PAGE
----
if (dibBytes.Length < imageIndex)
            return null;
        Byte[] image = new Byte[dibBytes.Length - imageIndex];
        Array.Copy(dibBytes, imageIndex, image, 0, image.Length);
        // Classic stride: fit within blocks of 4 bytes.
        Int32 stride = (((((bitCount * width) + 7) / 8) + 3) / 4) * 4;
        if (compression == 3)
            UInt32 redMask = ArrayUtils.ReadIntFromByteArray(dibBytes, headerSize + 0, 4, true);
            UInt32 greenMask = ArrayUtils.ReadIntFromByteArray(dibBytes, headerSize + 4, 4, true);
            UInt32 blueMask = ArrayUtils.ReadIntFromByteArray(dibBytes, headerSize + 8, 4, true);
            // Fix for the undocumented use of 32bppARGB disguised as BITFIELDS. Despite lacking an alpha bit field,
            // the alpha bytes are still filled in, without any header indication of alpha usage.
            // Pure 32-bit RGB: check if a switch to ARGB can be made by checking for non-zero alpha.
            // Admitted, this may give a mess if the alpha bits simply aren't cleared, but why the hell wouldn't it use 24bpp then?
            if (bitCount == 32 && redMask == 0xFF0000 && greenMask == 0x00FF00 && blueMask == 0x0000FF)
                // Stride is always a multiple of 4; no need to take it into account for 32bpp.
                for (Int32 pix = 3; pix < image.Length; pix += 4)
                    // 0 can mean transparent, but can also mean the alpha isn't filled in, so only check for non-zero alpha,
                    // which would indicate there is actual data in the alpha bytes.
                    if (image[pix] == 0)
                    fmt = PixelFormat.Format32bppPArgb;
                // Could be supported with a system that parses the colour masks,
                // but I don't think the clipboard ever uses these anyway.
                return null;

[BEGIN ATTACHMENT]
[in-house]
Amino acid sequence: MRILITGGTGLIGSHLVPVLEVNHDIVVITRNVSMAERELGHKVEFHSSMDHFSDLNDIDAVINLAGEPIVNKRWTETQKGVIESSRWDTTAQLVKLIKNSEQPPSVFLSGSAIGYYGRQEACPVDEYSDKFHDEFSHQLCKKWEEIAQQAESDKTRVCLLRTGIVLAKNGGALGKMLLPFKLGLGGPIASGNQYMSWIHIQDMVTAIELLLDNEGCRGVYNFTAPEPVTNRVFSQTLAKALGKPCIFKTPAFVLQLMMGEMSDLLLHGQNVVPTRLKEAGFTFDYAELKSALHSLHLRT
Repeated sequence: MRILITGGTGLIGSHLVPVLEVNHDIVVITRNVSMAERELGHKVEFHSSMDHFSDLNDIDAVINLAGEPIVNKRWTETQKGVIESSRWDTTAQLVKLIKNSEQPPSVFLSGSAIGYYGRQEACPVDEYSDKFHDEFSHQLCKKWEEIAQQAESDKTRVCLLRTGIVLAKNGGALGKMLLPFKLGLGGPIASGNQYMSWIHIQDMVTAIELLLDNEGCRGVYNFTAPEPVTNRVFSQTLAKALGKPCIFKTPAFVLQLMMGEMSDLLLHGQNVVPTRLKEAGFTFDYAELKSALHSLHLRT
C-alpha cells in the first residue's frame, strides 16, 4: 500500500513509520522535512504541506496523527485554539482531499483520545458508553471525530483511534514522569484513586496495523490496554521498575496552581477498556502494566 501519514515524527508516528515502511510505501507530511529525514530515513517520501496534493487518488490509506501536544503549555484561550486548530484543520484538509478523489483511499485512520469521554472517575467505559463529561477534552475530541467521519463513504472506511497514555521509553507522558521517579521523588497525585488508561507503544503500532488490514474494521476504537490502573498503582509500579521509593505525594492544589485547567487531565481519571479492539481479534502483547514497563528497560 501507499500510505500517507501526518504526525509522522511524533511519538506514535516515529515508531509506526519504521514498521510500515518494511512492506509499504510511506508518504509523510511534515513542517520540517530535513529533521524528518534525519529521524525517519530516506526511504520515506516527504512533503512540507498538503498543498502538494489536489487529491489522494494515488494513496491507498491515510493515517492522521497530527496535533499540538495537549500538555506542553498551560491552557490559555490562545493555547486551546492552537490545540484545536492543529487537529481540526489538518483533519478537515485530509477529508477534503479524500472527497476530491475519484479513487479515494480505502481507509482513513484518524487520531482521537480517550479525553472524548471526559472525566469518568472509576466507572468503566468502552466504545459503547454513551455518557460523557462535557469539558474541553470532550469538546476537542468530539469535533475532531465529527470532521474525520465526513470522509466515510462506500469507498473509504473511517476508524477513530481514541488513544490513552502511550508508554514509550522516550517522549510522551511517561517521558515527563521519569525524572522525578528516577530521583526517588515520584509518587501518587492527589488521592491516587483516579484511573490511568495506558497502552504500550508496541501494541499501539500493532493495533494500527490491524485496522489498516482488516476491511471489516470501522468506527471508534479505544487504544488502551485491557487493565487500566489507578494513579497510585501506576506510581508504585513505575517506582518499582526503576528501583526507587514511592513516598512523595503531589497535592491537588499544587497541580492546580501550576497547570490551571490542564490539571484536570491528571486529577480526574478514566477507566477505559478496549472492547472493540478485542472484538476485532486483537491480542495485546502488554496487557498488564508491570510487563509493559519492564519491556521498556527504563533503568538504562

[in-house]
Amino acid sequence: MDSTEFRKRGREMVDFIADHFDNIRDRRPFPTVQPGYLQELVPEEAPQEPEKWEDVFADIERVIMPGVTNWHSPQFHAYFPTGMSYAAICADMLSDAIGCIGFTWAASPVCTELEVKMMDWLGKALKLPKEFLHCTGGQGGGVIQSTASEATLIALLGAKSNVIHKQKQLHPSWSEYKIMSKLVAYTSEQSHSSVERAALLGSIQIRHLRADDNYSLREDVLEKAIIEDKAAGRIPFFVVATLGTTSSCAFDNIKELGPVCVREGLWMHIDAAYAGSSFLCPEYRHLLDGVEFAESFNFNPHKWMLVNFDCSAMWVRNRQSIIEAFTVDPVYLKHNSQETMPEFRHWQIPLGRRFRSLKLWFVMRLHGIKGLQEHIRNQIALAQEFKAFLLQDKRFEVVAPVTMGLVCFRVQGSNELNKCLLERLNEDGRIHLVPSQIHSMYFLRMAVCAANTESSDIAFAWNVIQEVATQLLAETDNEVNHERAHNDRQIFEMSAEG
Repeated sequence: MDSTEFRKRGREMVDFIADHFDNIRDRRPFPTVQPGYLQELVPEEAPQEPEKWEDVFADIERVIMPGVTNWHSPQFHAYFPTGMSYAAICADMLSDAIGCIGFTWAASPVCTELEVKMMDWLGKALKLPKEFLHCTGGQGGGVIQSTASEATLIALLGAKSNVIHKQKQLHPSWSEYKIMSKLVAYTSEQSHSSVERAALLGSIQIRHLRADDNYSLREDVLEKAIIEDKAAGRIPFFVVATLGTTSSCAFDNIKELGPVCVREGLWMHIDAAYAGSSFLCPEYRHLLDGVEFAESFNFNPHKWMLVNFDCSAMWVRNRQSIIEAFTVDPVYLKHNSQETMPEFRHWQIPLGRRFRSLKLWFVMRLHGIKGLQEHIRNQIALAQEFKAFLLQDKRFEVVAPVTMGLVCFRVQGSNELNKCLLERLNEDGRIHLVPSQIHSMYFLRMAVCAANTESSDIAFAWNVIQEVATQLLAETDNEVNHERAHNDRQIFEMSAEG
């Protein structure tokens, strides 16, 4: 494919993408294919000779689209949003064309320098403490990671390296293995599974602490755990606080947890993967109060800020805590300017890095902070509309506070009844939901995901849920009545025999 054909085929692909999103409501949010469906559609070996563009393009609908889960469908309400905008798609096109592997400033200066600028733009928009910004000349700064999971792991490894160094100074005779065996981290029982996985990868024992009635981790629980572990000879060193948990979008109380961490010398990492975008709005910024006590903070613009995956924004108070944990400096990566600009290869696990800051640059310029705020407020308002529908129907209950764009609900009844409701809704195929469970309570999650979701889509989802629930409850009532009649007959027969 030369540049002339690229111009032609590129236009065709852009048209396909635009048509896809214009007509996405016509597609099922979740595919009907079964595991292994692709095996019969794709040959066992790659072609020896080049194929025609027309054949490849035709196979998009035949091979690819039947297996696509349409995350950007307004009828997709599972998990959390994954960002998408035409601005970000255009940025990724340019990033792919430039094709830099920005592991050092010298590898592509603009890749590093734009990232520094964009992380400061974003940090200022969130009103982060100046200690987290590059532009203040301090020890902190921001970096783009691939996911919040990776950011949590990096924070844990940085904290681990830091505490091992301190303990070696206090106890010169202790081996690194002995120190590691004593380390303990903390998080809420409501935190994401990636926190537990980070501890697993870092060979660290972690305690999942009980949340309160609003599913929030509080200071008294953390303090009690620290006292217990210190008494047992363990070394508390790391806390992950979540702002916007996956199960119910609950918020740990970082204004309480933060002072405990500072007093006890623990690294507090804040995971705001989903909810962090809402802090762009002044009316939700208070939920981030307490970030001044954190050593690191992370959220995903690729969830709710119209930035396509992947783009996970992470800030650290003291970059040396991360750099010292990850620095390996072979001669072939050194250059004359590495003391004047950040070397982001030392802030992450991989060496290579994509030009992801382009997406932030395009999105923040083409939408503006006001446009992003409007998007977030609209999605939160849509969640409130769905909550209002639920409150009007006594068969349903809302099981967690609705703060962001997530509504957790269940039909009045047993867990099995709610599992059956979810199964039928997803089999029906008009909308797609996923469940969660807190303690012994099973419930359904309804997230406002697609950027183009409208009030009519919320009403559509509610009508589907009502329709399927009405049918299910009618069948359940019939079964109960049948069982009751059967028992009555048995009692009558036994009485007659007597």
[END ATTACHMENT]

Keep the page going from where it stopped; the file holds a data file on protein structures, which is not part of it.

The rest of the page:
Bitmap bitmap = ImageUtils.BuildImage(image, width, height, stride, fmt, null, null);
        // This is bmp; reverse image lines.
        return bitmap;
        return null;

Because BitConverter always requires that dumb check on system endianness, I got my own ReadIntFromByteArray and WriteIntToByteArray in an ArrayUtils class:

public static void WriteIntToByteArray(Byte[] data, Int32 startIndex, Int32 bytes, Boolean littleEndian, UInt32 value)
    Int32 lastByte = bytes - 1;
    if (data.Length < startIndex + bytes)
        throw new ArgumentOutOfRangeException("startIndex", "Data array is too small to write a " + bytes + "-byte value at offset " + startIndex + ".");
    for (Int32 index = 0; index < bytes; index++)
        Int32 offs = startIndex + (littleEndian ? index : lastByte - index);
        data[offs] = (Byte)(value >> (8 * index) & 0xFF);

public static UInt32 ReadIntFromByteArray(Byte[] data, Int32 startIndex, Int32 bytes, Boolean littleEndian)
    Int32 lastByte = bytes - 1;
    if (data.Length < startIndex + bytes)
        throw new ArgumentOutOfRangeException("startIndex", "Data array is too small to read a " + bytes + "-byte value at offset " + startIndex + ".");
    UInt32 value = 0;
    for (Int32 index = 0; index < bytes; index++)
        Int32 offs = startIndex + (littleEndian ? index : lastByte - index);
        value += (UInt32)(data[offs] << (8 * index));
    return value;